And so made significant . . .

around the world, and through the centuries

22 October

François de Bassompierre,

‘Thursday, 22d. I was in the morning to see the ambassador of Danemark. The duke, with the Earls of Carlile and Holland and Montaigne, came to dine with me; I saw, en passant, the ambassador of the States on business, then I was to the queen’s, and that evening at Madame D’Estranges.’

Bassompierre in London


Jonathan Swift,

‘I dined in the City to-day with Dr. Freind, at one of my printers: I inquired for Leigh, but could not find him: I have forgot what sort of apron you want. I must rout among your letters, a needle in a bottle of hay. I gave Sterne directions, but where to find him Lord knows. I have bespoken the spectacles; got a set of Examiners, and five pamphlets, which I have either written or contributed to, except the best, which is the vindication of the Duke of Marlborough, and is entirely of the author of the Atalantis. I have settled Dingley’s affair with Tooke, who has undertaken it, and understands it. I have bespoken a Miscellany: what would you have me do more? It cost me a shilling coming home; it rains terribly, and did so in the morning. Lord Treasurer has had an ill day, in much pain. He writes and does business in his chamber now he is ill: the man is bewitched: he desires to see me, and I’ll maul him, but he will not value it a rush. I am half weary of them all. I often burst out into these thoughts, and will certainly steal away as soon as I decently can. I have many friends, and many enemies; and the last are more constant in their nature. I have no shuddering at all to think of retiring to my old circumstances, if you can be easy; but I will always live in Ireland as I did the last time; I will not hunt for dinners there, nor converse with more than a very few.’

Live ten times happier


Ezra Stiles,

‘This day I finished reading the Old Testament in the Original Hebrew, which I began to read in Course near three years ago, or Janry 30, 1768. I have all along compared the English & hebrew together, and am able from my own knowledge to say, that the English Translation now in use is an excellent & very just Translation & needs very few corrections. And was it again to be translated I cannot expect it would be better done. I have cursorily examined the late Quaker Translation, which is by no means equal to that in use; which was really made by Tindall: For tho’ his Transl was burnt, yet I have seen one of Tindall’s copies preserved in the Easton Family on Rhode Isld; & have compared the Great Bishops Bible, & find that that & K. James in use, are truly but Revisions of Tyndall. I do not wish to see another English Transl, till the English Dialect of the two last Ages shall have become obsolete & untilligible to posterity. But this will not be till English America is fully settled from the Atlantic to Mississippi, When the English of the present Idiom may be spoken by One hundred Million, all of whom may be able to read the Scriptures in Tyndall’s Translation.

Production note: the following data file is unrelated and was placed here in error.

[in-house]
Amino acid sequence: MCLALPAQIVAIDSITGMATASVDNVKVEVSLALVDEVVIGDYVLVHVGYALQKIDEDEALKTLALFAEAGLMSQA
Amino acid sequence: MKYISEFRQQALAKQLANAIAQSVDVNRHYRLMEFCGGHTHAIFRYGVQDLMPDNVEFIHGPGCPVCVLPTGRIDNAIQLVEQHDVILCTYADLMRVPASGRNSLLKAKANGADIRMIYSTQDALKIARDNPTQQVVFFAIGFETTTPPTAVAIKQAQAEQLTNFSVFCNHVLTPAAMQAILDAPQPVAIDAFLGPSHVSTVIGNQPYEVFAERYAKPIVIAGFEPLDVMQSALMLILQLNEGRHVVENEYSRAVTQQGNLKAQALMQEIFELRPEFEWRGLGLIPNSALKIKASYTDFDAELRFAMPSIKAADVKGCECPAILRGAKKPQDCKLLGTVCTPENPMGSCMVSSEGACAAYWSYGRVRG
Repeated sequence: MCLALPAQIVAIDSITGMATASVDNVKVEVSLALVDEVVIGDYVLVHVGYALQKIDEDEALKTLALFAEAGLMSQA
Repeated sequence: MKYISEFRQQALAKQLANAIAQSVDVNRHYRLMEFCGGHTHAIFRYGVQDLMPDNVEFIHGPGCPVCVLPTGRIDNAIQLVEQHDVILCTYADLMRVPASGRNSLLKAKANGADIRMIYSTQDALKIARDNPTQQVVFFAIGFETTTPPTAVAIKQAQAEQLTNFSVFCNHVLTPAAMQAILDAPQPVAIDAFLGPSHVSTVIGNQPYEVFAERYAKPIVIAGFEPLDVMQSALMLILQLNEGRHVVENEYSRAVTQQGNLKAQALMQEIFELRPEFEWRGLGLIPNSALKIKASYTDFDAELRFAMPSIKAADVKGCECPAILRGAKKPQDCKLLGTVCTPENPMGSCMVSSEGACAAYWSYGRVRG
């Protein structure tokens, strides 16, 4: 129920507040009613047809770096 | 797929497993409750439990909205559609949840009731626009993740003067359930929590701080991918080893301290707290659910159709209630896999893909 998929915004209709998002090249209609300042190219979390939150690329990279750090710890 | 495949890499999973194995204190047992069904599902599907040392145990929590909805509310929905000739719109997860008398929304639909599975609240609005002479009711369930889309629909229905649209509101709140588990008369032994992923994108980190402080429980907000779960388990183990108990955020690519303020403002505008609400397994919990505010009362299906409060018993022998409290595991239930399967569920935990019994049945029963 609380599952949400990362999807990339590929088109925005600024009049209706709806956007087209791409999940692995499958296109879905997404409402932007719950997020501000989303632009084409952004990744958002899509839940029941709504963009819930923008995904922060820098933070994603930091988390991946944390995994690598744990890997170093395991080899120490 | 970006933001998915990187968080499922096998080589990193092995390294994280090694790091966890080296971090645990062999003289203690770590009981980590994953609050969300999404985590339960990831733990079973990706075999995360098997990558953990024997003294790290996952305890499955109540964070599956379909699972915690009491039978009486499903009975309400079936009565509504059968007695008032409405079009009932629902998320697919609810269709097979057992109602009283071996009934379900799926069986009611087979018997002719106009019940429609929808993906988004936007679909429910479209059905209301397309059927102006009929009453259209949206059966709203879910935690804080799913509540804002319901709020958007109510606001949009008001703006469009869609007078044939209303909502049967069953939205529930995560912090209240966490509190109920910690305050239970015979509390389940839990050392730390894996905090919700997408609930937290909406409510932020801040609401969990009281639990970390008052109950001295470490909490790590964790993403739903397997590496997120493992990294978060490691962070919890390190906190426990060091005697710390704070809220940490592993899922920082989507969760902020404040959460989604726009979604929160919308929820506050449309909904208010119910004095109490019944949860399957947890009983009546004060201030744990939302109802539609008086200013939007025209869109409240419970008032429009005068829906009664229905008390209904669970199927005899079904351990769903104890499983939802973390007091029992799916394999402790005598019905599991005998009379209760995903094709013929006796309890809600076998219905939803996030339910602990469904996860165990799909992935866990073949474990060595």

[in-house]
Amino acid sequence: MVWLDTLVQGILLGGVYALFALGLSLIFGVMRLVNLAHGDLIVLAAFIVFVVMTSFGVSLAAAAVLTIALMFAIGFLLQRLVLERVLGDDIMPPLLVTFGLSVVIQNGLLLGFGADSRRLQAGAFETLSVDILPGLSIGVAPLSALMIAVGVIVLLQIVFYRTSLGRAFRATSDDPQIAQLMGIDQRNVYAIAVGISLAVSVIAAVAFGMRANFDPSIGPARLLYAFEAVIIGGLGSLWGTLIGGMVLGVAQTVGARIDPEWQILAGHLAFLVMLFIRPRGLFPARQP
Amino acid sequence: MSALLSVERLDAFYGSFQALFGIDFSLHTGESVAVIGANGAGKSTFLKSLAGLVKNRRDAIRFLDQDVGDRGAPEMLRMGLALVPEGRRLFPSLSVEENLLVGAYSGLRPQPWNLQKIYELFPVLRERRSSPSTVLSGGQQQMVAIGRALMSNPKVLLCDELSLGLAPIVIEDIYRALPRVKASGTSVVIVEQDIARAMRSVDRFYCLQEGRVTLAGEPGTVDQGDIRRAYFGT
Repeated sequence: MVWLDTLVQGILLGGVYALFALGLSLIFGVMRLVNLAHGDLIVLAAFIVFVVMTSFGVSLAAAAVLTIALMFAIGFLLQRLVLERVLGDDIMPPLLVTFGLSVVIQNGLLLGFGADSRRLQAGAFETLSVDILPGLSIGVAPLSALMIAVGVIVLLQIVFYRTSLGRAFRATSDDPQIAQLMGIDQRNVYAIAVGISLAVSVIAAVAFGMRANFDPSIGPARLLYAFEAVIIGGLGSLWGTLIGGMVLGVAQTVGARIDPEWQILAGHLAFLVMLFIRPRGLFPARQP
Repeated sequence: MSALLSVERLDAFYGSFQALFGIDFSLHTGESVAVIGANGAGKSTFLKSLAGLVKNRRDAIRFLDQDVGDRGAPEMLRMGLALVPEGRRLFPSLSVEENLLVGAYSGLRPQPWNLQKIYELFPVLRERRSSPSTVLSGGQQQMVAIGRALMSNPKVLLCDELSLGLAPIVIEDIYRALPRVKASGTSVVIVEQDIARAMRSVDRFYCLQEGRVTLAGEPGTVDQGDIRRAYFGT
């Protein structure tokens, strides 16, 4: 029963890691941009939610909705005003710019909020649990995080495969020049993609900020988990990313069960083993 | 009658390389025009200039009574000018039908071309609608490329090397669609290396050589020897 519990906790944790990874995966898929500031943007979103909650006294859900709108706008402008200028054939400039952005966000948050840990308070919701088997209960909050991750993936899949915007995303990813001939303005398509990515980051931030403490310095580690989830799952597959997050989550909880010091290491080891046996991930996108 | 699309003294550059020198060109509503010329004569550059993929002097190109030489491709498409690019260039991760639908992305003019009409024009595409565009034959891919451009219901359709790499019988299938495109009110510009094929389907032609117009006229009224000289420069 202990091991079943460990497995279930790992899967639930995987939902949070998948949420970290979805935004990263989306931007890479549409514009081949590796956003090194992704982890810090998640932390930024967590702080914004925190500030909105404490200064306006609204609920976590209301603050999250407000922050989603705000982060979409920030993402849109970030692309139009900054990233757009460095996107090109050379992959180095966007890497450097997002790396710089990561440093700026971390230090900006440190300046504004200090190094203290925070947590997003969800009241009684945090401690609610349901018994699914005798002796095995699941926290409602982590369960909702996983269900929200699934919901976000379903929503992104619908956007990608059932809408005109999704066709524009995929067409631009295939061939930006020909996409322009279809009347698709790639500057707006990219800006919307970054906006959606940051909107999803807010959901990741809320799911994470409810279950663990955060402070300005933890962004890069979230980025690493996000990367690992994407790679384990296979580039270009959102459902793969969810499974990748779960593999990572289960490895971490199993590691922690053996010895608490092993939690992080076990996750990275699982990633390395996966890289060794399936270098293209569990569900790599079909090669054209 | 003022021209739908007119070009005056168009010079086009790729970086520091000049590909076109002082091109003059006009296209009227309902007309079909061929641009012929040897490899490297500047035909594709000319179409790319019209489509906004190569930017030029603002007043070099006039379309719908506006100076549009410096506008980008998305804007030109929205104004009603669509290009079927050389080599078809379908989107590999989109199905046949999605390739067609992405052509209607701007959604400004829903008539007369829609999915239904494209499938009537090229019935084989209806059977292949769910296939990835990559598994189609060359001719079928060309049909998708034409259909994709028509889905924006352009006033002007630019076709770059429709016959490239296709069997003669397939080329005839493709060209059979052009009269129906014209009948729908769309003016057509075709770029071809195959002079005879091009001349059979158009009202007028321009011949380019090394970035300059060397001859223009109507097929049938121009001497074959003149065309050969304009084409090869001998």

Probably the English will become the vernacular Tongue of more people than anyone Tongue ever was on Earth, except the Chinese, who are above one Quarter of the human Race, being seventy Million fencible Men, implying above Two Hundred & Fifty Million souls.

This day fifteen years ago I was ordained, by my Father, Mr. Torrey, & Mr. Burt. Thro' the Patience of Gd. I am still continued an unworthy Pastor under the great Head of the Church.

I am the third Minister in the second Congregational Chh in Newport Rhd. Isld, which was gathered above 42 years ago or Apr. 11, 1728, when Rev. Jn° Adams was ord. Pastor, to whom Rev. James Searing’ succeeded, to whom I succeeded.’

Great grief and distress


Marianne Fortescue,

‘Bangor. Here we arrived at eight o’clock in the eve’g. got very safely over the ferry & eat our dinner & all are well. We intend sleeping here.’

The Fortescues go to Bath


George Cockburn,
sailor and politician

‘Since General Buonaparte’s arrival at St Helena I have been so occupied that I have seen but little of him. I went with him, however, one day to Longwood, and he seemed tolerably satisfied with it, though with his attendants he has since been complaining a good deal; and having stated to me that he could not bear the crowds which gathered to see him in the town, he has, at his own request been permitted to take up his residence (until Longwood should be completed) at a small house called the Briars, where there is a pretty good garden, and a tolerably large room, detached from the house, of which he has taken possession, and in which and the garden he remains almost all day; but in the evenings I understand he has regularly invited himself to join the family party in the house, where he plays at whist with the ladies of the family for sugar-plums until his usual hour of retiring for the night.’

Napoleon plays whist


Evelyn Waugh,